Medicare's budget will be cut under the Affordable Care Act, by as much as $716 billion. That cut will primarily come from Medicare reimbursements to doctors and hospitals, but more than $100 billion will be cut from the Medicare Advantage program by 2017. It's expected this will result in the loss of some Medicare Advantage benefits, but four years into the budget cuts, the program's benefits have remained stable. In fact, between 2010 when the new law took effect and 2013, the program's enrollment rose 30 percent [source: Pickert].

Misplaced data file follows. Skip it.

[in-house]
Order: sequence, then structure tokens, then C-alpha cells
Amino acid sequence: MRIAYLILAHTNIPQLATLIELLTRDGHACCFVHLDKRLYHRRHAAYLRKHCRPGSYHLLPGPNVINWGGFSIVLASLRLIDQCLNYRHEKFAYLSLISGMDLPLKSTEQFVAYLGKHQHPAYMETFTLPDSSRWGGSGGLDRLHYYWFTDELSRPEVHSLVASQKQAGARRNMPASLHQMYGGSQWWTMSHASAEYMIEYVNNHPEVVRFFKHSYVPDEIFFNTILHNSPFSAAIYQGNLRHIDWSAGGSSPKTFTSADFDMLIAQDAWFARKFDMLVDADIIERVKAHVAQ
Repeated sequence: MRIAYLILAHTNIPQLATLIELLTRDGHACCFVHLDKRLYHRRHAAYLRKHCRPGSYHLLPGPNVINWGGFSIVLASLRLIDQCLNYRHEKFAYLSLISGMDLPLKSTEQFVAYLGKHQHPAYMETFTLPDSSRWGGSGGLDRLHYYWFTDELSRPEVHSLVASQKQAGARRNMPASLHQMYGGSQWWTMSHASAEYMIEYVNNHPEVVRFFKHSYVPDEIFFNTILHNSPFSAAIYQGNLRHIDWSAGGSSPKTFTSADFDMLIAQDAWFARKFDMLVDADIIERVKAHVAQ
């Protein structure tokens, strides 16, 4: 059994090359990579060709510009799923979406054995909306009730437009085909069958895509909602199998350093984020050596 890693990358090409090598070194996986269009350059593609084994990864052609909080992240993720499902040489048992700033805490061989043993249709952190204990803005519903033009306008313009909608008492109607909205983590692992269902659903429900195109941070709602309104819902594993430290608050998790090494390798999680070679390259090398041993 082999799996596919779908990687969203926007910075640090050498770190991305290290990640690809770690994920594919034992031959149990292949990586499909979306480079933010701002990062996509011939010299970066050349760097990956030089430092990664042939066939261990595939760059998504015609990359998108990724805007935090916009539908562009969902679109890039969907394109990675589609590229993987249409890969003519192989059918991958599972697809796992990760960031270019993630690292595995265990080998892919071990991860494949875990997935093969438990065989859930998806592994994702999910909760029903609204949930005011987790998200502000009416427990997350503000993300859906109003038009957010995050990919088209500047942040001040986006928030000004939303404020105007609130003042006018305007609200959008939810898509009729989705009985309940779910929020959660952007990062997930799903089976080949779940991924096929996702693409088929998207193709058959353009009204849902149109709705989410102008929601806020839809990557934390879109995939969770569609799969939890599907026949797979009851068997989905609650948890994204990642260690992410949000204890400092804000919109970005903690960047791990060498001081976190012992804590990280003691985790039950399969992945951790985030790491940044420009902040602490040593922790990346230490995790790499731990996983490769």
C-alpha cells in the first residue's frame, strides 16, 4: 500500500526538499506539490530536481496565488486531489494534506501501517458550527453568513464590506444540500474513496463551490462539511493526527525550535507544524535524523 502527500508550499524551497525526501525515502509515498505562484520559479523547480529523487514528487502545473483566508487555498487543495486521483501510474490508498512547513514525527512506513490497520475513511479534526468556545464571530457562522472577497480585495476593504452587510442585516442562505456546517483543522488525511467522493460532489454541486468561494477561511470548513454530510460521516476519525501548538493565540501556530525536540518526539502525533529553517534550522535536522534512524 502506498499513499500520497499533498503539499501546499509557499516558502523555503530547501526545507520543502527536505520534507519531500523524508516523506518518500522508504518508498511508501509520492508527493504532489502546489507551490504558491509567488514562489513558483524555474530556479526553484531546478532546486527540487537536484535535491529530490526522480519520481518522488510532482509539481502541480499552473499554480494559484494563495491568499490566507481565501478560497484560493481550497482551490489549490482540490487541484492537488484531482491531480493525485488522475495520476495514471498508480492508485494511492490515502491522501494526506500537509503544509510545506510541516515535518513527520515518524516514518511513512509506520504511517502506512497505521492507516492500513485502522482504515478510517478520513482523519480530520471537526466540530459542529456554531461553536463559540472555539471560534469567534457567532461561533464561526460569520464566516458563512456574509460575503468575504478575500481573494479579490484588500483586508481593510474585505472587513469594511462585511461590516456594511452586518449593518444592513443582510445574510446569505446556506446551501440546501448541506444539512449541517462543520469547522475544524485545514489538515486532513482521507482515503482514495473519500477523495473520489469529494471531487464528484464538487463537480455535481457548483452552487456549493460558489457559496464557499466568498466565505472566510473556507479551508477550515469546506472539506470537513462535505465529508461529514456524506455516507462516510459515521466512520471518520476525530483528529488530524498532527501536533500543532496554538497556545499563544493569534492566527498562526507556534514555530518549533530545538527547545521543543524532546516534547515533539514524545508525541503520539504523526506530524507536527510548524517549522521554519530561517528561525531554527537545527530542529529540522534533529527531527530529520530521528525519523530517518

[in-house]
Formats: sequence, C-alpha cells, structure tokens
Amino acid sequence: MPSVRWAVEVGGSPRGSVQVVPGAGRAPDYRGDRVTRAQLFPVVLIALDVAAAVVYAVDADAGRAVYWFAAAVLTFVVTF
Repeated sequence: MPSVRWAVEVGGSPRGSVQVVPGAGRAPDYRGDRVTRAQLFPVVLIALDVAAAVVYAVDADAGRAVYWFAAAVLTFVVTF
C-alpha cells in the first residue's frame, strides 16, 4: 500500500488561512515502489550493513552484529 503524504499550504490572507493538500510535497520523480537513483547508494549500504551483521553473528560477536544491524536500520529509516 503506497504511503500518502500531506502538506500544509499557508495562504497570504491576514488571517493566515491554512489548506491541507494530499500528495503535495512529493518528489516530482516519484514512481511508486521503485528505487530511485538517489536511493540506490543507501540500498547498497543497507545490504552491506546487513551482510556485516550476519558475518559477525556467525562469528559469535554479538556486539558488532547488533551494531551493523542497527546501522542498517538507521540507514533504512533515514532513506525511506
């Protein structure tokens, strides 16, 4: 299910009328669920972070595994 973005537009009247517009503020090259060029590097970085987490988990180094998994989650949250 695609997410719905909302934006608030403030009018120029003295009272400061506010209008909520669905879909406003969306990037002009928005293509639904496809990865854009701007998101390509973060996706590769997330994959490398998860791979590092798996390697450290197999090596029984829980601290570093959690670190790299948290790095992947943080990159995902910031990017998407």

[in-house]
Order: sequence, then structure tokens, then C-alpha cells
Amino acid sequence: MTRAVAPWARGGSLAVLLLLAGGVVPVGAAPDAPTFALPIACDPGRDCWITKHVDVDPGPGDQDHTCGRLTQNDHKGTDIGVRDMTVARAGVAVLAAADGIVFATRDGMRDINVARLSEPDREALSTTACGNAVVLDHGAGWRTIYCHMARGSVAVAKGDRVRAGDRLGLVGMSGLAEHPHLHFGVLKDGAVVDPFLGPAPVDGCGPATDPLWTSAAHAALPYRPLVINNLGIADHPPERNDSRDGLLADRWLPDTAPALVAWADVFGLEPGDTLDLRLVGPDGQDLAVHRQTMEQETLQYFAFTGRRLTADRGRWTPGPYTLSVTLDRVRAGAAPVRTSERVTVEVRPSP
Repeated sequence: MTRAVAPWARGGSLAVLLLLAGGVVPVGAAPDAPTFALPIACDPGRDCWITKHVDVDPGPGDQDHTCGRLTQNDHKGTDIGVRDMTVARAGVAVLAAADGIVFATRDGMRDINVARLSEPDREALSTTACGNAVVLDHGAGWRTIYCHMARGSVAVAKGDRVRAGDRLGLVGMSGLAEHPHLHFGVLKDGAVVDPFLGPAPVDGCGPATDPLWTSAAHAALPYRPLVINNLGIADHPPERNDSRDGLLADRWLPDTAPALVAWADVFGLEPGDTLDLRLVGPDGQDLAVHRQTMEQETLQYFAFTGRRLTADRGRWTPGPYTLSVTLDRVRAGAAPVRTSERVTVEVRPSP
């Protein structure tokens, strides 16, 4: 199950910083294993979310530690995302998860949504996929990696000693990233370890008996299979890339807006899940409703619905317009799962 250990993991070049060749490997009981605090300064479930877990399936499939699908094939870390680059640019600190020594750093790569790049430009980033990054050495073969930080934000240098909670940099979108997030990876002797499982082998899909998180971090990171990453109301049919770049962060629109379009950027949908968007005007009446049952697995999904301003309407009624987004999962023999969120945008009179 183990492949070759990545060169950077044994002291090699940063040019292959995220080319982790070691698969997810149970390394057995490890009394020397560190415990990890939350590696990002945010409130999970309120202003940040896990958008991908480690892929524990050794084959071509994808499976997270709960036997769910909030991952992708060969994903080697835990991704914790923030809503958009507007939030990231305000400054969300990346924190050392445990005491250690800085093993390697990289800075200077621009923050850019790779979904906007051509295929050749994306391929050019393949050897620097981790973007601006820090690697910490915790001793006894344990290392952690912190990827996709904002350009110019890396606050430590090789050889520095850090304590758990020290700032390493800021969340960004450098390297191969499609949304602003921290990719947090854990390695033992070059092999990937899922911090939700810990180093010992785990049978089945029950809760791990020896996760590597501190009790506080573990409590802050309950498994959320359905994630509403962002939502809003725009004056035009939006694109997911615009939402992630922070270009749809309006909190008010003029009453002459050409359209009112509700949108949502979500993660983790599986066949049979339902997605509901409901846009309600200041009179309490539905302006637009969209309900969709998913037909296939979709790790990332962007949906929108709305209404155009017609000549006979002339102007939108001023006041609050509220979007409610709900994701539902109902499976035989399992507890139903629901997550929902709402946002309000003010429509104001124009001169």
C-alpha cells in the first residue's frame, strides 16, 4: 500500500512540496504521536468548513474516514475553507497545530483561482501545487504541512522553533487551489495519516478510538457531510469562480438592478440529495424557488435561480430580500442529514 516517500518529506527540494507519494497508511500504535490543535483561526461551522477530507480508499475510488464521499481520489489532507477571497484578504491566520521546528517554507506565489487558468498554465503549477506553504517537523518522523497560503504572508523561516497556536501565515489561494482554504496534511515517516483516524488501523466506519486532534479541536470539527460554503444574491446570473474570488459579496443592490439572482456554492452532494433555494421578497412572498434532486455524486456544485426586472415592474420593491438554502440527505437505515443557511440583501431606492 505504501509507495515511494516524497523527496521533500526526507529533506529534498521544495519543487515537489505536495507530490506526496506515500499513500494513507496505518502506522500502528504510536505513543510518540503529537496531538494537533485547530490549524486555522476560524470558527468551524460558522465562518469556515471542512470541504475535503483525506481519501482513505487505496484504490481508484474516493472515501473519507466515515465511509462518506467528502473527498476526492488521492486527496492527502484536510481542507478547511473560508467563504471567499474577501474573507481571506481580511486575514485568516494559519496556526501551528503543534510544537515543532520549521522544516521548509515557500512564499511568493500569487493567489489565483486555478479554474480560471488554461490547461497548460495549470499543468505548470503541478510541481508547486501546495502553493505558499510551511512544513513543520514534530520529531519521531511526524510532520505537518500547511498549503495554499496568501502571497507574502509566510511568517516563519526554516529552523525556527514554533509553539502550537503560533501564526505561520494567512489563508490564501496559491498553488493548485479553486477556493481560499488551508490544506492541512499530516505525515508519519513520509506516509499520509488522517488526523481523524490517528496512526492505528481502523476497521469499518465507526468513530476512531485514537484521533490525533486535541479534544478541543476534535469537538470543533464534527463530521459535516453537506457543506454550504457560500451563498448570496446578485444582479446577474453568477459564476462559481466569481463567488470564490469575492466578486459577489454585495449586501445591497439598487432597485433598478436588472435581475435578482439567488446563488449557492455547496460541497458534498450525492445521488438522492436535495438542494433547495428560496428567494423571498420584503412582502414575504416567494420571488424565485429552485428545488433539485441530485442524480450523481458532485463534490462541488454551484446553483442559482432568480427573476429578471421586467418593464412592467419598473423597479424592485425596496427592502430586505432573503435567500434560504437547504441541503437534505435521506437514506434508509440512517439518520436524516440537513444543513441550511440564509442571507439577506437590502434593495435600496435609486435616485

It's important to note, though, that Medicare Advantage differs dramatically from traditional Medicare. Medicare Advantage is more akin to private insurance because it's administered by a private company, yet subsidized by the government. That subsidy costs the government an additional 14 percent per person in Medicare Advantage compared to a person with traditional Medicare. With that subsidy, insurance companies may provide extra perks to beneficiaries like a gym membership or slightly cheaper prescription drugs, but it doesn't provide any "essential benefits" that affect the overall health of the individual. When the cuts to Medicare Advantage occur, some of those perks may disappear, but such cuts won't affect those with traditional Medicare, which is about 75 percent of Medicare beneficiaries [source: Kaiser Health Service]. The beneficiaries of Medicare Advantage will receive the exact same care as those in traditional Medicare without costing the government 14 percent more.